IN PERFORMANCE

Jubilation, relief mingle at no-frills CSO gala

"Stay close to this orchestra," Riccardo Muti enjoined the audience at the end of the Chicago Symphony Orchestra's Symphony Ball gala on Saturday night, "because it represents Chicago to the world."

The CSO and its music director are about to do just that, opening the Carnegie Hall season in New York this week before embarking on their first tour to Mexico the next. So Saturday's event, the annual fundraiser of the CSO Women's Board, was the patrons' way of wishing the maestro and his band buon viaggio before they, the patrons, headed off to a post-concert supper at the Fairmont Chicago Millennium Park hotel.

The terse official greetings contained no mention of the strike that had silenced the CSO for 48 hours last week, or the ratification of a new labor contract that restored harmony to Orchestra Hall. The only flowers decorating the Armour Stage were the red boutonnieres worn by the orchestra members. If the trappings were more austere than usual, the predominant mood was one of relieved jubilation. Everyone was glad to have the CSO players off the picket line and back on stage, making music as only they can do.

The guest presence of Anne-Sophie Mutter, looking glamorous as ever in a strapless, emerald-green gown, evoked memories of another CSO cliffhanger. After Muti fell ill and withdrew minutes into the Symphony Ball in 2010, it was the German violinist who saved the concert, playing the Beethoven Violin Concerto essentially without a conductor.

No wonder Muti and the orchestra musicians gave her an especially grateful ovation of their own following her raptly beautiful performance of the Mendelssohn Concerto in E minor. A few years ago Mutter told the New York Times she had underestimated this familiar Romantic concerto, finding it rather insipid and lacking in sincerity. An epiphany came, she said, when she allowed herself to play it "as exuberantly and youthfully" as she had always wanted to, but had not dared to, earlier in her career.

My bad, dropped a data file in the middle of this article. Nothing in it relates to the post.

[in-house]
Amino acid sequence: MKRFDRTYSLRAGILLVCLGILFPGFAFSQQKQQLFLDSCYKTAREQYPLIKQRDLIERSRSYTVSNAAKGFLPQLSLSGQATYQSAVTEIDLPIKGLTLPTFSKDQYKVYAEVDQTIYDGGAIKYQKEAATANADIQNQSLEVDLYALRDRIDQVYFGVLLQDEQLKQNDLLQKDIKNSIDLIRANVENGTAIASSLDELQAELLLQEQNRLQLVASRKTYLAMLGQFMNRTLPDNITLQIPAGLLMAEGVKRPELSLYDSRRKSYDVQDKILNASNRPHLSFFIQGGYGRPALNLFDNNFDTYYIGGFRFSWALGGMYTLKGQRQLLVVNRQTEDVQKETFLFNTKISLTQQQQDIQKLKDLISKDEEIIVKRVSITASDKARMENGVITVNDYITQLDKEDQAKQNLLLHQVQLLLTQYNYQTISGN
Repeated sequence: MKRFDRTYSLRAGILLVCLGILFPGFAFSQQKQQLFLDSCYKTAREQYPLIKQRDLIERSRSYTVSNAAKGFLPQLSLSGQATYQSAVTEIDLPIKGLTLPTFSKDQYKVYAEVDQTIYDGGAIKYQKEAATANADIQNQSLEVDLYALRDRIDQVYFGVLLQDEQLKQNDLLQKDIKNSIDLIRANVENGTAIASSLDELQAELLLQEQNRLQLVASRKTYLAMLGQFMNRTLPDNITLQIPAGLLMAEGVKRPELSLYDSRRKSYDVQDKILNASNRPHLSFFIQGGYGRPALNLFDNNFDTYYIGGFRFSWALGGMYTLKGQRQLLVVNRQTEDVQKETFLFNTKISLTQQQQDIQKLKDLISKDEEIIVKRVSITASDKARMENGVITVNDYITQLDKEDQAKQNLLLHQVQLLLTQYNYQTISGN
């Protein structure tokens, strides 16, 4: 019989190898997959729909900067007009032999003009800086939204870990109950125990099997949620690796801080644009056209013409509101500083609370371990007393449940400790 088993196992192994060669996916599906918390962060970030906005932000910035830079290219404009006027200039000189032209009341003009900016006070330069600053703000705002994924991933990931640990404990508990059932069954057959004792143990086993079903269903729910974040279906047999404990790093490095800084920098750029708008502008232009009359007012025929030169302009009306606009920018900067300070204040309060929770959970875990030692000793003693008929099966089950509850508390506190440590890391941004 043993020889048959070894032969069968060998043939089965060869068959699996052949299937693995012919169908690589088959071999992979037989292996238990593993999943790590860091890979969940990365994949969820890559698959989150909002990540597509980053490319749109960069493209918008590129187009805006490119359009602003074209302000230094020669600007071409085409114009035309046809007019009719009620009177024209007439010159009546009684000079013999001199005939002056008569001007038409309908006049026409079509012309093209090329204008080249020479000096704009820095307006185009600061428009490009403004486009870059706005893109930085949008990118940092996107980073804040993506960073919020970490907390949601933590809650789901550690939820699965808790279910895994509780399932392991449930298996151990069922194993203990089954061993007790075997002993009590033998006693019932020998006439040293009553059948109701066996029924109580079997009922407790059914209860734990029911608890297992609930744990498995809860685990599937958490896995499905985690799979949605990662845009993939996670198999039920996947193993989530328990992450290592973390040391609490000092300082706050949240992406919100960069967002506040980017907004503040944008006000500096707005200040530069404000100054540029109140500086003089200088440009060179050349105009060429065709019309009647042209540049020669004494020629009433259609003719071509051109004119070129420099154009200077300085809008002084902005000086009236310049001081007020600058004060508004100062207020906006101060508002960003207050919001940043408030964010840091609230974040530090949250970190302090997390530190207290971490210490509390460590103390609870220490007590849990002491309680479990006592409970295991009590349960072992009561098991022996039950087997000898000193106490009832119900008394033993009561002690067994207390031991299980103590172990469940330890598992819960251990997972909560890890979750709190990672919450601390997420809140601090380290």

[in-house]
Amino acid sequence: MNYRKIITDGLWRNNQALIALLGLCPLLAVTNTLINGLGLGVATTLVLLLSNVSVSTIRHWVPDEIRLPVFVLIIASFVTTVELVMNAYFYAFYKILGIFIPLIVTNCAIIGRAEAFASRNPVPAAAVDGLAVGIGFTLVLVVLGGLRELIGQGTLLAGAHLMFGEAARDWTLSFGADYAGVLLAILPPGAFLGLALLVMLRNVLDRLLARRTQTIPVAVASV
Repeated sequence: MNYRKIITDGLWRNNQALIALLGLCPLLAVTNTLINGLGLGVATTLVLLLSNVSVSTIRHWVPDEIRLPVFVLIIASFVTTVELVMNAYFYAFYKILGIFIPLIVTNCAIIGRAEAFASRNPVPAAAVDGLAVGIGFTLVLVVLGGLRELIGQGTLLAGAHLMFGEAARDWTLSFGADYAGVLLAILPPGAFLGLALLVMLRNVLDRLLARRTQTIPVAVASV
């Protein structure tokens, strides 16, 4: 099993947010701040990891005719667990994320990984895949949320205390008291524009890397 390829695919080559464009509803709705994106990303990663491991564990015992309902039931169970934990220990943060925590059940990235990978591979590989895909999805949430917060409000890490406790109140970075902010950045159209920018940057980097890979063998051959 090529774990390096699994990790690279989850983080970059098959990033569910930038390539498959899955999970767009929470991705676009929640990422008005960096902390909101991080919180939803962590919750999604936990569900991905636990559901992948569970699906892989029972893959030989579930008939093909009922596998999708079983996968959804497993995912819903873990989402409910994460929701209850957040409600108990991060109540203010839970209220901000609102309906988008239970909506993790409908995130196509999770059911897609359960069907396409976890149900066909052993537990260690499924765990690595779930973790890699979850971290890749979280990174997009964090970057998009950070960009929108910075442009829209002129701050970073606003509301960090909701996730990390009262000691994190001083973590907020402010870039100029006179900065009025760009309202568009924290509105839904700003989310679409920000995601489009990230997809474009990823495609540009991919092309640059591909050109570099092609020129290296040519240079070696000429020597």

Saturday's performance was certainly that. She took the outer movements at a breathless clip, but with no sense of scramble. She invested the slow movement with raptly beautiful phrasing that was sensitively mirrored by Muti's accompaniment. One couldn't help feeling that a somewhat slower tempo would have brought out more of the finale's elfin charm. But there was no disputing Mutter's sovereign command throughout.

Wagner is not a composer one readily associates with Muti, but in fact he conducted numerous Wagner operas during his years at Milan's La Scala (including the entire "Ring"), and the full-blooded intensity he brought to the "Flying Dutchman" Overture on Saturday attested to his Wagnerian authority.

Muti, like Fritz Reiner before him, regards Tchaikovsky's "1812" Overture as music to be taken seriously, not as a piece of noisy, empty claptrap. "Tchaikovsky was never vulgar," the maestro told Saturday's crowd. His urgent and dramatic reading, complete with prerecorded cannon fire, went a long way toward proving the point.

jvonrhein@tribune.com

Twitter @jvonrhein

'33 Variations'

The theater critics have weighed in on Moises Kaufman's engrossing play, now in its Chicago premiere at Stage 773, courtesy of TimeLine Theatre. Now it's the music critics' turn.

Kaufman's stratagem is to orchestrate past and present in a theatrical fugue with multiple voices. "33 Variations" is one part mother-daughter drama, one part musicological detective story, one part exploration of the workings of the creative mind, one part meditation on how mediocre art can inspire great art, sometimes. Ludwig van Beethoven's "Diabelli Variations," the composer's final masterpiece for the piano, literally takes center stage, with the indefatigable pianist George Lepauw playing portions of the score at a Steinway baby grand plunked down in the middle of the action.

The turbulent sequence of events that found the ailing, increasingly deaf Beethoven writing multiple variations on an insipid little waltz by the Viennese music publisher Anton Diabelli is interwoven with a contemporary storyline. That one finds a middle-aged musicologist who's rapidly deteriorating from ALS (Lou Gehrig's disease) desperately trying to solve the riddle behind the "Diabellis" in the time she has left, while working out the kinks in her troubled relationship with her twentysomething daughter.

The various plot threads are tied up rather too patly by the end. Still, TimeLine's deft, splendidly acted and designed production, staged by associate artistic director Nick Bowling, keeps everything moving as precisely as Lepauw's fingers. Kaufman makes us aware of the astonishing ways in which Beethoven's fire kindles the contemporary imagination. Not to be missed.

"33 Variations" plays through Oct. 21 at Stage 773, 1225 W. Belmont; 773-327-5252, timelinetheatre.com.

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